In FIG. 1, the original electrical signal from the sensor 21 is amplified by a amplifier 24. FIG. 2(a) shows a graph of what the original signal s(t) from the sensor 21 might look like. (FIG. 2(a) is merely meant to be a simple example of the infinite variety of signals that might be picked up by the sensor 21.) FIG. 2(b) shows the amplified signal x(t). A sensor filter 27 is used to suppress portions of the signal x(t) that are not within the stethoscope frequency band. The sensor filter 27 only reduces unwanted noise, so it may be omitted in some embodiments.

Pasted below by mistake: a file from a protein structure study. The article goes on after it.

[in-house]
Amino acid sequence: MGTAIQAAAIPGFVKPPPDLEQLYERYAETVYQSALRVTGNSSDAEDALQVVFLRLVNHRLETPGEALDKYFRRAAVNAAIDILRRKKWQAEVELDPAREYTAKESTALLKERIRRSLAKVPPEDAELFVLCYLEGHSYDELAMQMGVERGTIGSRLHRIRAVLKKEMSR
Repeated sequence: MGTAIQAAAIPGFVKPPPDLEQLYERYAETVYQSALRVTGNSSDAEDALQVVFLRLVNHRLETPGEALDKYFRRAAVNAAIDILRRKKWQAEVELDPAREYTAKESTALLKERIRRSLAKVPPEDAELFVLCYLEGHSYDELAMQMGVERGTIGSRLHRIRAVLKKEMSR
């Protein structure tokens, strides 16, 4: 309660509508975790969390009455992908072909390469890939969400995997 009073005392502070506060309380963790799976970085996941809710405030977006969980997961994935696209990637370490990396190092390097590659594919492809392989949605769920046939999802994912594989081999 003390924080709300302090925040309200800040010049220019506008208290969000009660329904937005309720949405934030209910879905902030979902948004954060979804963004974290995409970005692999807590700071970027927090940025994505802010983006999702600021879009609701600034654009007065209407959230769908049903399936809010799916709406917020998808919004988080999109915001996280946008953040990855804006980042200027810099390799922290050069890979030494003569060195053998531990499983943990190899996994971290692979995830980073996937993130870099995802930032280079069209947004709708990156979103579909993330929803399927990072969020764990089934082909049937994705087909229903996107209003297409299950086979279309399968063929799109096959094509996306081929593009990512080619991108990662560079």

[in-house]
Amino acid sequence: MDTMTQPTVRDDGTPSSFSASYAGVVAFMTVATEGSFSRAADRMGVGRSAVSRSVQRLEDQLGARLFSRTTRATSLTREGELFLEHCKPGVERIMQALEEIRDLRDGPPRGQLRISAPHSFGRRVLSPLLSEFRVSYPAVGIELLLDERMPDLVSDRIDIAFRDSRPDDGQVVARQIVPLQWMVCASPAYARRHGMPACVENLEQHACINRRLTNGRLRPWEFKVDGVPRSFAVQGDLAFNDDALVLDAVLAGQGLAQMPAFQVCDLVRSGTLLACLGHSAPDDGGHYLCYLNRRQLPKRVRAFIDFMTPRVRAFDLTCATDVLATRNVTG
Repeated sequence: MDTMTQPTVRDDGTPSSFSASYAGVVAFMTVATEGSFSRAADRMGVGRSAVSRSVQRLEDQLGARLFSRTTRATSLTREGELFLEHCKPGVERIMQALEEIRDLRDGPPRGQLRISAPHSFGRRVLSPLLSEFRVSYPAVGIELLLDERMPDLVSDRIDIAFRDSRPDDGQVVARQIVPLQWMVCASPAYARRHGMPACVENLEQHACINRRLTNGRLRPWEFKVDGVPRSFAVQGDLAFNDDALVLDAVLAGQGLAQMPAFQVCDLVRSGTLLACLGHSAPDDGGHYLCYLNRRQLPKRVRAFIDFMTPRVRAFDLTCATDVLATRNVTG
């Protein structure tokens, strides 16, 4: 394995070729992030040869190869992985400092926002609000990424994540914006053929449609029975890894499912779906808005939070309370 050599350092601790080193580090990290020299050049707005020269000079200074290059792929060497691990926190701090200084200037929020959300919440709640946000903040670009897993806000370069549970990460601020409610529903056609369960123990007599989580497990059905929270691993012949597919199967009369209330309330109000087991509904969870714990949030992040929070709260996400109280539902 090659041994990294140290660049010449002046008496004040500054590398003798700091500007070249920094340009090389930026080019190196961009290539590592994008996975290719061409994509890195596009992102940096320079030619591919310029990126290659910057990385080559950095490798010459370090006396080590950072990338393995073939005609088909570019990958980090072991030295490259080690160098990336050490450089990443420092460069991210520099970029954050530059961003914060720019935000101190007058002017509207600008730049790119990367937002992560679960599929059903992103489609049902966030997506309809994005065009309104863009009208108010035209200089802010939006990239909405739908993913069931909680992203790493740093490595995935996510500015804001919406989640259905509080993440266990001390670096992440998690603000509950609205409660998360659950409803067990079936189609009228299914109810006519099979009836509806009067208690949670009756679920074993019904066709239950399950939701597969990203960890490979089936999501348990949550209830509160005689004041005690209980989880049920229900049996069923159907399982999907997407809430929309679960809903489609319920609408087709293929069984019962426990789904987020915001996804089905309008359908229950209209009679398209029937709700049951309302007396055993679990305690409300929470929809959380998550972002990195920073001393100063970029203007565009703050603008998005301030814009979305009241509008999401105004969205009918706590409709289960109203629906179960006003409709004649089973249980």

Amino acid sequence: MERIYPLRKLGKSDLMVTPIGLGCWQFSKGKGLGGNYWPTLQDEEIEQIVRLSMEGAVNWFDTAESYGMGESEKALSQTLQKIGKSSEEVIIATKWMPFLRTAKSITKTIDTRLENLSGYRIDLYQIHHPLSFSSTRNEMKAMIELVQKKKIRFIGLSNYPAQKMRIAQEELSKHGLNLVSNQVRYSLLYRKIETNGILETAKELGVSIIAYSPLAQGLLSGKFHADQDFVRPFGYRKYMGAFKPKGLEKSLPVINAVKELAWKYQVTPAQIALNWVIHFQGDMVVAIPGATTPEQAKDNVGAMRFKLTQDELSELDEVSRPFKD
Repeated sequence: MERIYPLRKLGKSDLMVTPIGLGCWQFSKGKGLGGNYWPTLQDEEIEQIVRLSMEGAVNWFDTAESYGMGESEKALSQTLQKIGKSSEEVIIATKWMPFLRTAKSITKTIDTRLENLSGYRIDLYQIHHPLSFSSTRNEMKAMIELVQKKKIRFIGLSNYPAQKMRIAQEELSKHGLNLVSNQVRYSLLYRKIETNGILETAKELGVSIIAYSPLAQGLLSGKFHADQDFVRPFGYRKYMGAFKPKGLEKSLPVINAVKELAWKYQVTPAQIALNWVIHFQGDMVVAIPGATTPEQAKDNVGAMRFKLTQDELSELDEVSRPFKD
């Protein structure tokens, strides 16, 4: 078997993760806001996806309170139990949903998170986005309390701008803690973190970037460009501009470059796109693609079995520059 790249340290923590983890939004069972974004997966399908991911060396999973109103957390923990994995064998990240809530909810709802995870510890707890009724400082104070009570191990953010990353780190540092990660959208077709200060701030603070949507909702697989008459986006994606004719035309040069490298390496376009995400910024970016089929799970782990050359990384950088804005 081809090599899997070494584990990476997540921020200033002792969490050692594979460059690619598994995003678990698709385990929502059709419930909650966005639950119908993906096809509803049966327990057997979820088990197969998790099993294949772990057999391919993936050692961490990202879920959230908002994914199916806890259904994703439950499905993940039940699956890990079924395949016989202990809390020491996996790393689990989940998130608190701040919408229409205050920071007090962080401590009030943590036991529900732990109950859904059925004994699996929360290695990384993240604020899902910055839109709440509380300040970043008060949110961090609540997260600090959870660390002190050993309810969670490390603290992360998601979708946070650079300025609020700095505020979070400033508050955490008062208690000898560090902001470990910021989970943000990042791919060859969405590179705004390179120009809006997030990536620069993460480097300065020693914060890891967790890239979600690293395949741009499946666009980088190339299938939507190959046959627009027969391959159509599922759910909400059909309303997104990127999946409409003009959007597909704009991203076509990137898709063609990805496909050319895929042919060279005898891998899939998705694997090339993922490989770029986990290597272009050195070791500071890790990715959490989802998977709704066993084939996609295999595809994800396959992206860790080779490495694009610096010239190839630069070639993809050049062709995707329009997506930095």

The original electrical signal generated by sensor 21 from the acoustic stethoscope sounds and amplified by the amplifier 24 is generally too low in frequency to pass undistorted over a normal telephone line. The stethoscope frequency band includes frequencies as low as 20 Hz. A pre-transmission mixer 33 is therefore used to shift the frequency of the original electrical signal from the sensor 21 up into a more distortion-free part of the telephone frequency band. The preferred telephone frequency band is a frequency range in which signals will pass over a telephone line with minimal distortion, which is typically 1000 Hz to 1500 Hz or so; but this range may vary, depending on the telephone network. By shifting lower frequency signals up into the preferred telephone frequency band, the signals will be able to pass over the telephone line with significantly less distortion.